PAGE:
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In 2019, The Legal Fight Over Opioids Unraveled Into Confusion And Infighting

Millions of Americans sank into addiction after using potent opioid painkillers, such as acetaminophen/oxycodone, that companies churned out and doctors freely prescribed over the past two decades.

Legal experts expected this to be the year we answered big questions about the liability that drug companies face for the deadly opioid epidemic and for their role in marketing high-risk prescription pain medications.

Instead, the legal fight over who will pay to clean up the addiction crisis dissolved into confusion and infighting.

"I don't know if there's a clear road map," said Adam Zimmerman, a professor at Loyola Law School and an expert in opioid litigation.

All sides agree the stakes are high. Every day, 130 Americans die from opioid overdoses, according to the Centers for Disease Control and Prevention. Without some kind of national settlement with Big Pharma, communities won't get serious money to help with the crisis any time soon. Speaking this fall with reporters, Pennsylvania state Attorney General Josh Shapiro warned that there could be legal chaos.

"We will randomly and haphazardly litigate these cases, with no particular rhyme or reason," Shapiro said. "The needs of people across this country will not be met."

For much of 2019, a deal seemed close. Federal Judge Dan Polster in Ohio was holding high-level settlement talks while at the same time channeling thousands of civil lawsuits against the drug industry into a tidy legal pipeline.

Then came a big federal case in Polster's court in October that was expected to test the liability of drugmakers and distributors. At the very last minute, however, companies reached a local settlement with a couple of Ohio counties. The trial was abruptly called off.

Greg McNeil, an activist whose son died from an opioid overdose in 2015, told NPR outside the courthouse in Cleveland that he was flattened.

"We have no admission of wrongdoing," McNeil said. "It seems as if nothing is changing."

Even attorneys involved in the case acknowledged that the outcome left big questions unanswered.

"We don't have a chance to test the legal theories that are being used here, if they are being properly used, what there limits are," said Mark Lanier who represents communities suing Big Pharma.

Settlement talks aimed at reaching a deal with the pharmaceutical industry comparable to the tobacco settlement of the 1990s also splintered, with Polster still leading negotiations in Ohio while state attorneys general across the country pushed for a separate deal. Neither set of talks produced a "global" resolution.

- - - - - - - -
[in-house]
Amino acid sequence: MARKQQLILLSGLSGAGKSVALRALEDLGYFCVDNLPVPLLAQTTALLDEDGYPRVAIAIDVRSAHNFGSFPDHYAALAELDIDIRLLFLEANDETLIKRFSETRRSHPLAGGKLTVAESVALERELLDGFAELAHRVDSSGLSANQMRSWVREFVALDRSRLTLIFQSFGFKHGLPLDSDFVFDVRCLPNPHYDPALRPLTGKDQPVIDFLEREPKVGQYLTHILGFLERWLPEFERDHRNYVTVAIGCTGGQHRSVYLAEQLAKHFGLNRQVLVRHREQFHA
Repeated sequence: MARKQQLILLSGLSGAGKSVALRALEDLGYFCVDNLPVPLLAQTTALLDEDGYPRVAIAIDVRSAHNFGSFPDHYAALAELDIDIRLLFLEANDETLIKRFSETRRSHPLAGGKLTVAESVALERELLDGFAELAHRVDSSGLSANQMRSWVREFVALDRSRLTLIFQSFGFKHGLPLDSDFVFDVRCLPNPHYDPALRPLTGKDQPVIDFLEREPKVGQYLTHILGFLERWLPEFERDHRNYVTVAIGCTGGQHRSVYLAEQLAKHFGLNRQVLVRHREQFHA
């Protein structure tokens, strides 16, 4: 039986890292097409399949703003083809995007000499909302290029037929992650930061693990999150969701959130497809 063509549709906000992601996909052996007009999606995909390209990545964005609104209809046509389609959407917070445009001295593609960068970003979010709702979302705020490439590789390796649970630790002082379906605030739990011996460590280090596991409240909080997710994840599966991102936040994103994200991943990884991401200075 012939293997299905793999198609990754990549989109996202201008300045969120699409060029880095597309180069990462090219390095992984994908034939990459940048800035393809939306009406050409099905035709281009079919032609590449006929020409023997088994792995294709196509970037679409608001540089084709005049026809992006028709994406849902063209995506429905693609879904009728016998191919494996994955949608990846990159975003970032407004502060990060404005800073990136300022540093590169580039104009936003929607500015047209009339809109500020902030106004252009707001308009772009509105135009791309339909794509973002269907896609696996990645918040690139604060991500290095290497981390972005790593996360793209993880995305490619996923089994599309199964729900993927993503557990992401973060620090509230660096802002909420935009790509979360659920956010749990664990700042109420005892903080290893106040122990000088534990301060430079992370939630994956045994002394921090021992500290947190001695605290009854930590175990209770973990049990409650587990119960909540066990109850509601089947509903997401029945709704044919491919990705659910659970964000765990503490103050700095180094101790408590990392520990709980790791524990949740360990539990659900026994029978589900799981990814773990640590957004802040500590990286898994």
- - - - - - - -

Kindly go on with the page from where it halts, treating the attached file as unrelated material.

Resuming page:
Adam Zimmerman at Loyola thinks it made sense for Polster and others to push for a big settlement this year, but it just didn't pay off.

"The opioid crisis has just presented such an emergency and it's called for quick action," Zimmerman said. "To the extent that it hasn't worked, I don't think that's necessarily the fault of Judge Polster as much as just the extremely complicated nature of this litigation."

Thousands of states, local governments, school districts and Native American tribes have sued drug companies for aggressively marketing prescription opioid medications while allegedly downplaying the risks of addiction and overdose. More than 400,000 Americans have died during the epidemic that began in the 1990s.

The legal muddle that remains is scary for those cash-strapped towns and cities. It also leaves a big cloud over the pharmaceutical industry. In August, a state judge in Oklahoma found Johnson & Johnson liable for hundreds of millions of dollars in penalties for "misleading" marketing of prescription opioids. Johnson & Johnson is appealing that decision, but it was a shot across the bow for drug companies, a sign that courts across the U.S. might rule in favor of communities

A month later, in September, the avalanche of lawsuits pushed Purdue Pharma, another big opioid-maker over the edge. The company filed for structured bankruptcy, with the company's owners, the Sackler family, offering to pay roughly $3 billion of their personal cash to help communities and giving up control of the firm to settle all opioid-related claims.

But here again, there's a fight underway. Some states agreed to the deal, while others sued members of the Sackler family directly, accusing them of pulling more than $12 billion out of Purdue Pharma and hiding much of it in offshore accounts.

"I don't see how states can basically sign on to a settlement without knowing the valuation of how much resources the Sacklers have in their position, how much they're worth and or the worth of Purdue," said Attorney General Letitia James of New York.

What this all adds up to is more uncertainty and more opioid trials next year, including another federal case scheduled for Polster's court in Cleveland that will test the liability of big pharmacy chains CVS, Walgreens and Rite Aid, which sold opioids in huge quantities to their customers.

Meanwhile, thousands of cities and small towns will keep scrambling to pay for the overdose medications, rehab and supportive housing programs that keep people alive.

Copyright 2020 NCPR. To see more, visit NCPR.